Thursday, 7 April 2011

'NO ORDINARY FAMILY' 1.20 - "No Ordinary Beginning"

Thursday, 7 April 2011

The chances of No Ordinary Family getting a second season are the same as Michael Chiklis waking up with a full head of hair. "No Ordinary Beginning" was a curiously flat finale in some ways, even inept at times, despite doing many of the things we've wanted to see from the start (the Powells working together as a super-team, Dr King's defeat.) My general disappointment came from the lack of surprises to the storyline, some awkward staging of scenes (was this episode rushed?), and some developments that just didn't sit right.

The story was very basic: JJ (Jimmy Bennett) was kidnapped by Mrs X/Helen Burton (Lucy Lawless) and taken to a secret GlobalTech "super-prison", where he's pressured to use his ability to solve the issue of trilsettum permanence, so Burton can bestow super-powers without the need to keep subjects dosed with further injections. So it was down to Jim (Chiklis), Stephanie (Julie Benz) and Daphne (Kay Panabaker) to rescue JJ, having learned what's going on from Dr King (Stephen Collins), whom it's revealed is dying of cancer now his remedial trilsettum jabs are wearing off. Elsewhere, Katie (Autumn Reeser) was overjoyed to see Joshua (Josh Stewart) return, revealing he's going to be a father, before George (Romany Malco) discovered "Joshua" is really shapeshifter Victoria (Rebecca Mader.)

There just wasn't much to the story that grabbed me, beyond the occasional moment, like Dr King shooting a de-powered Jim dead and blaming it on the guards. But even that genuine shock was undone with a feeble excuse, when Jim returned and claimed he survived because his powers had actually returned. If that's true, why was there blood? If there was blood, he was definitely shot. Does he regenerate from life-threatening injuries now, too? Even the basic thrill of seeing the Powells joining forces was fairly subdued, perhaps because the budget wouldn't stretch to them doing much together, and the impregnable super-prison proved to be a joke. What exactly were the defenses to keep supers under control in there? Men with guns and locked doors, like any normal prison? I was expecting a penitentiary full of super-guards, at the very least.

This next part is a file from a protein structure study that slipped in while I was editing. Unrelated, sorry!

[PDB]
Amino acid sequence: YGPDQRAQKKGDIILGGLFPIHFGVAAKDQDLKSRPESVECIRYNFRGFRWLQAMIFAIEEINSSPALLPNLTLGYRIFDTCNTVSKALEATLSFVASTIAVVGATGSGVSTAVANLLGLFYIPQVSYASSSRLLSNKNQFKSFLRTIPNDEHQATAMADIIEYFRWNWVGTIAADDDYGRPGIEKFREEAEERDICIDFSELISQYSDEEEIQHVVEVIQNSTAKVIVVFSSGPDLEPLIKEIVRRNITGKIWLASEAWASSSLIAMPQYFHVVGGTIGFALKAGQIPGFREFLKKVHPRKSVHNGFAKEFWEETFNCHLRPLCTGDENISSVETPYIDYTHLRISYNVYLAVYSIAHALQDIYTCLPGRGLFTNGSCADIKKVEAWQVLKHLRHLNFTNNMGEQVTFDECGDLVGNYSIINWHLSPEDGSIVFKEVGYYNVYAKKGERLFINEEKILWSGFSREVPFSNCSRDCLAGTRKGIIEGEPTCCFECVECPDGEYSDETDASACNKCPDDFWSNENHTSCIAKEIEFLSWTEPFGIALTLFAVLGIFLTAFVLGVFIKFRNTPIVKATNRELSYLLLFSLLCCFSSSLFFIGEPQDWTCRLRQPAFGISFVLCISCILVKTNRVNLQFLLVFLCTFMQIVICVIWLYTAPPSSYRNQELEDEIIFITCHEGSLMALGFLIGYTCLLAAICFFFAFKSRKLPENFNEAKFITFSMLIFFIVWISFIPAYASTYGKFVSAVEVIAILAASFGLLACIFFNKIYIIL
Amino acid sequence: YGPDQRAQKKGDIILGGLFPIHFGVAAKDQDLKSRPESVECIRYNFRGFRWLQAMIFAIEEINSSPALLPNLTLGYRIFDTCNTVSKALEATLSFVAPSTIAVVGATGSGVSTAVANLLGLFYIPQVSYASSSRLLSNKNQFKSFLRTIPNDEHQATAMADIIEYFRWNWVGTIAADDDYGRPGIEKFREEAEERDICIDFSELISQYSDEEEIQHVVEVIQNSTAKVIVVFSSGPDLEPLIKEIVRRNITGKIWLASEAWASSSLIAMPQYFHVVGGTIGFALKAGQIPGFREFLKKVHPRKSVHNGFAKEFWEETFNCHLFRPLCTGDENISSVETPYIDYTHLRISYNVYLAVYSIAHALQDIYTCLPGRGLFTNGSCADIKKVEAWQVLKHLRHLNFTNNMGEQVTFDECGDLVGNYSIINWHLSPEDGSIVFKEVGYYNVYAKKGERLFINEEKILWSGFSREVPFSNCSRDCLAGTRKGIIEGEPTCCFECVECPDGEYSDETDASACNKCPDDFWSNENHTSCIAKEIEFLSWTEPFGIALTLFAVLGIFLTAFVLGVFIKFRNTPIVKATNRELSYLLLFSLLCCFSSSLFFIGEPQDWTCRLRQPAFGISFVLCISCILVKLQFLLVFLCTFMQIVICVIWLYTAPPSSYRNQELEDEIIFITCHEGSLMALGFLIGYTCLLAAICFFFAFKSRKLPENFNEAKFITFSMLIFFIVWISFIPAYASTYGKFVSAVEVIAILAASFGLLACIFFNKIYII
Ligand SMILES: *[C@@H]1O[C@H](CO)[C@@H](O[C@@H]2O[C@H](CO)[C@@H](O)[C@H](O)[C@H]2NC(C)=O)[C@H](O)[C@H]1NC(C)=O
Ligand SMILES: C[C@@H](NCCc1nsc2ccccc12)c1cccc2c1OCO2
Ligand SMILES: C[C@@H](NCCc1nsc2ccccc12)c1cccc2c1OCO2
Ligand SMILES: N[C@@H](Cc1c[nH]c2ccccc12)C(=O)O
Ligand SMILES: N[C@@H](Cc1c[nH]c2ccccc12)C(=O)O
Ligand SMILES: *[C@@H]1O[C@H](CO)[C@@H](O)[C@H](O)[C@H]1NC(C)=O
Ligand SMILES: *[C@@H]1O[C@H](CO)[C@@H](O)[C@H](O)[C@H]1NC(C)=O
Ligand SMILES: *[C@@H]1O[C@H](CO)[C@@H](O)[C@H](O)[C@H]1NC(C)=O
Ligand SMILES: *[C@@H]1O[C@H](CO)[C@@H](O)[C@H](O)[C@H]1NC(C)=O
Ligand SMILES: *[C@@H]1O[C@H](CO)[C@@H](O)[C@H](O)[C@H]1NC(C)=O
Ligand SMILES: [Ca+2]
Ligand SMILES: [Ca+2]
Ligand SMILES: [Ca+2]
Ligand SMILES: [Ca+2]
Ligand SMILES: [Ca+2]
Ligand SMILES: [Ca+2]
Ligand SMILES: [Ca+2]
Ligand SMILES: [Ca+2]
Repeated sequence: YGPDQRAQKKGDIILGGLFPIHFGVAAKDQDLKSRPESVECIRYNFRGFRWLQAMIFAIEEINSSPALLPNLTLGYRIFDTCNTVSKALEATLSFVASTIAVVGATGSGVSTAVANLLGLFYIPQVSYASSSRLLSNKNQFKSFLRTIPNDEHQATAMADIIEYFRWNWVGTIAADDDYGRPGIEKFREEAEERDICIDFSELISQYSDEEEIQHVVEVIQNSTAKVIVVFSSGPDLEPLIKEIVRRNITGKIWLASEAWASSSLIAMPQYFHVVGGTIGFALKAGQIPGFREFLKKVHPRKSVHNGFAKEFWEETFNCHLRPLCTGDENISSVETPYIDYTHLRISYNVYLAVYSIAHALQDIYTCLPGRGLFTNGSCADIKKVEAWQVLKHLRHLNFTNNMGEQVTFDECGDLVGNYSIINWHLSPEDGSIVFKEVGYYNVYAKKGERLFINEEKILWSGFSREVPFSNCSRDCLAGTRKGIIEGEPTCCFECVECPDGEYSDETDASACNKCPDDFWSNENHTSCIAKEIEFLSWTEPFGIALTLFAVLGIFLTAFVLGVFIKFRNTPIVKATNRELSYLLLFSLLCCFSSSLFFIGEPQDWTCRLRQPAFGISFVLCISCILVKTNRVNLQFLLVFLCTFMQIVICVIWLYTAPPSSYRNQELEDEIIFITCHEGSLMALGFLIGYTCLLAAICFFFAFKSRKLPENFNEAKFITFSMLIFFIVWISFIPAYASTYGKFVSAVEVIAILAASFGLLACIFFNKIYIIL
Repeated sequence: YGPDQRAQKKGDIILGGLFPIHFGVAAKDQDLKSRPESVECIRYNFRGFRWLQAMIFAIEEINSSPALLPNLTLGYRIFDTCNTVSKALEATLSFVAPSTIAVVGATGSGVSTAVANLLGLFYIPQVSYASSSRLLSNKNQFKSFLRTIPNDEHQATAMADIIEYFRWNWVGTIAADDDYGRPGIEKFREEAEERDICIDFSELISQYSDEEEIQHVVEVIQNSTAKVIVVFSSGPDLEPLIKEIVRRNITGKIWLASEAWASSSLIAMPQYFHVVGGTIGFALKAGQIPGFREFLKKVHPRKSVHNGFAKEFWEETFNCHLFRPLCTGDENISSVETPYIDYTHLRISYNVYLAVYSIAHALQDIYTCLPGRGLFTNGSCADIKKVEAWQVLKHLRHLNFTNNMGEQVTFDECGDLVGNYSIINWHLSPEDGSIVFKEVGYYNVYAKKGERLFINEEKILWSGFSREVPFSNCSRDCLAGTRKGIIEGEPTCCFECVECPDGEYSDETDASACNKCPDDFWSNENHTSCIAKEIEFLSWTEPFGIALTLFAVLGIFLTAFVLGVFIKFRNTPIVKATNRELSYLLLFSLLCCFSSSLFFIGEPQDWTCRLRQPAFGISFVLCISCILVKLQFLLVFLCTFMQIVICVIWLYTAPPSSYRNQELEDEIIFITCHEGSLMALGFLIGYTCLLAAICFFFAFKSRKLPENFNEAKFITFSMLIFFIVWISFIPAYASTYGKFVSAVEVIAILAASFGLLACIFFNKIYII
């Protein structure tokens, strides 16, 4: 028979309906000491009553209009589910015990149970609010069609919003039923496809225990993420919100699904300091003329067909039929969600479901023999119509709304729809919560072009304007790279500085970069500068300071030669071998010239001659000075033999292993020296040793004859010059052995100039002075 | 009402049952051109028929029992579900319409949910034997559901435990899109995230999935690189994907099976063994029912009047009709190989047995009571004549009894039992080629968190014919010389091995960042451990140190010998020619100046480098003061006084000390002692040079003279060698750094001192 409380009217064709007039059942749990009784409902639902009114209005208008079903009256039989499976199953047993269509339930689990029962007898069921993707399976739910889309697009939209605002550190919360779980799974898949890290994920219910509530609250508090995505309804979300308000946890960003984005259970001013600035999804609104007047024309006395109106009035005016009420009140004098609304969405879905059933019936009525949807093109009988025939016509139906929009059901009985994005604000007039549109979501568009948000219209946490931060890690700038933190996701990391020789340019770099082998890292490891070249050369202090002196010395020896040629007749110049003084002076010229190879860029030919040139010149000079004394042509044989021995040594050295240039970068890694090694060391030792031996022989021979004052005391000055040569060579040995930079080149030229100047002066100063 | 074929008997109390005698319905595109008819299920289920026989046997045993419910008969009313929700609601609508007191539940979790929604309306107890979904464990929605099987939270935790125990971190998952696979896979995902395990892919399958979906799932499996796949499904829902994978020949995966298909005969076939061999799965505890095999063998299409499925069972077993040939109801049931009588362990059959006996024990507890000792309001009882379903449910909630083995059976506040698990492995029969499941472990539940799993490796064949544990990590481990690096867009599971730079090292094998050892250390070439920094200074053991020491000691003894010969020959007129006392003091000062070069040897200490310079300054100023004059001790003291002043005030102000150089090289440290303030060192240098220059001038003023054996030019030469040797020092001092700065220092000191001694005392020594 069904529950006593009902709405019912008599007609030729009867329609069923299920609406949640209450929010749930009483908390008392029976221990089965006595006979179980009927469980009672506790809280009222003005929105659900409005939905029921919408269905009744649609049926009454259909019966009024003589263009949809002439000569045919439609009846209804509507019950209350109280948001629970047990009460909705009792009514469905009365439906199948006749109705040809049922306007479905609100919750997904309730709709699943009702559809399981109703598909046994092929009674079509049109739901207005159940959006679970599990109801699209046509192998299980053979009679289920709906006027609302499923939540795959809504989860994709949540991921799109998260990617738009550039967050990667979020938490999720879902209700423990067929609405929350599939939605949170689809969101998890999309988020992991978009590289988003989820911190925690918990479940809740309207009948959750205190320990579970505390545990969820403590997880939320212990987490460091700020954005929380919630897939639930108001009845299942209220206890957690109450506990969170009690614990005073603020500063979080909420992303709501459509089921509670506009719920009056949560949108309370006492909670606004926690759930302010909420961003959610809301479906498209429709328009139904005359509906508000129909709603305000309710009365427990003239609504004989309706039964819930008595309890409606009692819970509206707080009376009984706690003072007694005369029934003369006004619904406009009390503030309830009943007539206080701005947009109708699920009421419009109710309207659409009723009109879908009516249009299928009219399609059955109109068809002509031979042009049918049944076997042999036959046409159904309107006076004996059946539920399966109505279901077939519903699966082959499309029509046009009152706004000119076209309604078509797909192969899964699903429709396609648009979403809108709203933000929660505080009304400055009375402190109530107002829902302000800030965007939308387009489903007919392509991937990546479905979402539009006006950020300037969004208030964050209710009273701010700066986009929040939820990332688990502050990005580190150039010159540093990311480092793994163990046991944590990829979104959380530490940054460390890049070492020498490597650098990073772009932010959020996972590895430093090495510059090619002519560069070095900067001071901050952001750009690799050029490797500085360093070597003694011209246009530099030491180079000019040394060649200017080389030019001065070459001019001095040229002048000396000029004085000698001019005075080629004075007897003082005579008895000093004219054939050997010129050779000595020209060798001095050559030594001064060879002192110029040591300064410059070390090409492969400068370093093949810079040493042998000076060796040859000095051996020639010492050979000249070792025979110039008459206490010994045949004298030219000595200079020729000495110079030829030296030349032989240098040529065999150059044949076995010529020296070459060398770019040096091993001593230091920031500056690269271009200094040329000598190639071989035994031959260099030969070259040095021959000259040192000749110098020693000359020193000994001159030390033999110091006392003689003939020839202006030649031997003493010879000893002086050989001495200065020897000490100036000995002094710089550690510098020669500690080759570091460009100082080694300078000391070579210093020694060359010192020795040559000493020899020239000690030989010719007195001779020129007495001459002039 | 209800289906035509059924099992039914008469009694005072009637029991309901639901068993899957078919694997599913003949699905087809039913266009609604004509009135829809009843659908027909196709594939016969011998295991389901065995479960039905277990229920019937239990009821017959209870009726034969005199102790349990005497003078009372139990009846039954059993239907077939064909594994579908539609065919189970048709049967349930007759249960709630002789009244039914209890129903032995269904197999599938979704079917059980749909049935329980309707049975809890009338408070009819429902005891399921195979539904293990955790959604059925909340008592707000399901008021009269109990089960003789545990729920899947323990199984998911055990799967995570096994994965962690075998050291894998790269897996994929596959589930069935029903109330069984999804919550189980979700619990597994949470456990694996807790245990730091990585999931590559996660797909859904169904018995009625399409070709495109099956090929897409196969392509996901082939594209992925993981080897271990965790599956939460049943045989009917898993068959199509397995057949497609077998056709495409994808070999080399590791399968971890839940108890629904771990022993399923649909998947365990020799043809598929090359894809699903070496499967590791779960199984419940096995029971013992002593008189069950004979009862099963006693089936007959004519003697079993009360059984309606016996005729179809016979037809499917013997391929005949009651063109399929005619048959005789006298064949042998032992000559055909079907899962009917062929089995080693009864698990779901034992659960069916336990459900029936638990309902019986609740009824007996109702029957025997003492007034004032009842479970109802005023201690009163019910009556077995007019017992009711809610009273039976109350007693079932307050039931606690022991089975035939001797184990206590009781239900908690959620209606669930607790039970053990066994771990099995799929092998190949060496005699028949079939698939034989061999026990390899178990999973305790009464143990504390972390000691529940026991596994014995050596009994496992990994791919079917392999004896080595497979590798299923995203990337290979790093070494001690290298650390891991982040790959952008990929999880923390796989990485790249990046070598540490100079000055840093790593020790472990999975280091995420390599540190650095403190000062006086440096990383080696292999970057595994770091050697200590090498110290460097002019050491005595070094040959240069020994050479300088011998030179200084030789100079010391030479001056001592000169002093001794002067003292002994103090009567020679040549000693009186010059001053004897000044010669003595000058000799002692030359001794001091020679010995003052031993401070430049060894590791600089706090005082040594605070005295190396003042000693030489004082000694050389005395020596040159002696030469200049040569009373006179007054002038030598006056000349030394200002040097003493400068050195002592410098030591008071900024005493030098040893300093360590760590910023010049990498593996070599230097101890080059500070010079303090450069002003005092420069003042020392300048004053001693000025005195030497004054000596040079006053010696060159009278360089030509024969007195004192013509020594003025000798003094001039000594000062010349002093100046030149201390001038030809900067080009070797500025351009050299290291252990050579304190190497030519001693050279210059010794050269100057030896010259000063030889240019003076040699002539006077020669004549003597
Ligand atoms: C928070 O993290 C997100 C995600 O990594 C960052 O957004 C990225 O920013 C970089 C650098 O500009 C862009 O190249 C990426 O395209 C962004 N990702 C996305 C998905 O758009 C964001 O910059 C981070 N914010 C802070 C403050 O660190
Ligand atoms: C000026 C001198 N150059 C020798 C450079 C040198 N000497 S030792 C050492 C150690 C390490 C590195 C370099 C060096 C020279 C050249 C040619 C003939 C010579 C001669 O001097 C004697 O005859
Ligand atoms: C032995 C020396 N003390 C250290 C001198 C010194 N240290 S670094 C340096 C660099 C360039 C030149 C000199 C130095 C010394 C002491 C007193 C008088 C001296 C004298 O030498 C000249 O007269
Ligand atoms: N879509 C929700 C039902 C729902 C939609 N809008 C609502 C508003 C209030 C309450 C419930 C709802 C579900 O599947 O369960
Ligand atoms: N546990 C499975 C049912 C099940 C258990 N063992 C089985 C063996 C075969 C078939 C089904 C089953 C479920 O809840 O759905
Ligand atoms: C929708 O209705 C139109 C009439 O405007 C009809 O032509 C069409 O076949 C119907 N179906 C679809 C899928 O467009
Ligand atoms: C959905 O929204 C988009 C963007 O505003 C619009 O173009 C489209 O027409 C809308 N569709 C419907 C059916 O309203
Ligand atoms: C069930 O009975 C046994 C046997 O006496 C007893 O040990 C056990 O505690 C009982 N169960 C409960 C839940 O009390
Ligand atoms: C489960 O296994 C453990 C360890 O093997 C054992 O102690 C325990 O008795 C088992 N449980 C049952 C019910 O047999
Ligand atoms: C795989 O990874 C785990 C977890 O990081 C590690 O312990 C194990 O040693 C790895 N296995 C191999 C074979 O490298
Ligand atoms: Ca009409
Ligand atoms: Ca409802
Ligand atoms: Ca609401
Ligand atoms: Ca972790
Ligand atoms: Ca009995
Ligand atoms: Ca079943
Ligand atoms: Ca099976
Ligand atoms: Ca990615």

Just in general terms, I began questioning details of the show. Why does Helen want to give people permanent powers? It makes sense that Dr King needs that breakthrough, for his own health reasons, but why is Helen risking giving Death Row inmates permanent powers? Surely it makes more sense to ensure their obedience with the current process of top-up injections?

The subplot with Katie was kind of weird, because it wasn't really clear what Victoria's plan was. I assume she was intending to pose as Joshua until Katie gave birth, then steal the baby? It just felt like a way to give Katie and George something to do, really, and the manner in which Katie's waters broke was pretty laughable. If you replay the scene, she just walks straight into a chair. Still, it was surprisingly brave of the show to have Katie give birth prematurely (um, don't call for an ambulance?) and for her baby to die. They even showed a quick glimpse of the stillborn child, which was pretty grisly for a show like this, before lightening the mood when the super-baby miraculously recovered. So, um, the baby's super-power is immortality? And while it was quite sweet to use a powerless Joshua reunited with Katie, it feels like the show's swept most of Joshua's misdemeanors under the carpet. He was a callous assassin when the season began, and a large part of his success with Katie has been down to mind-games.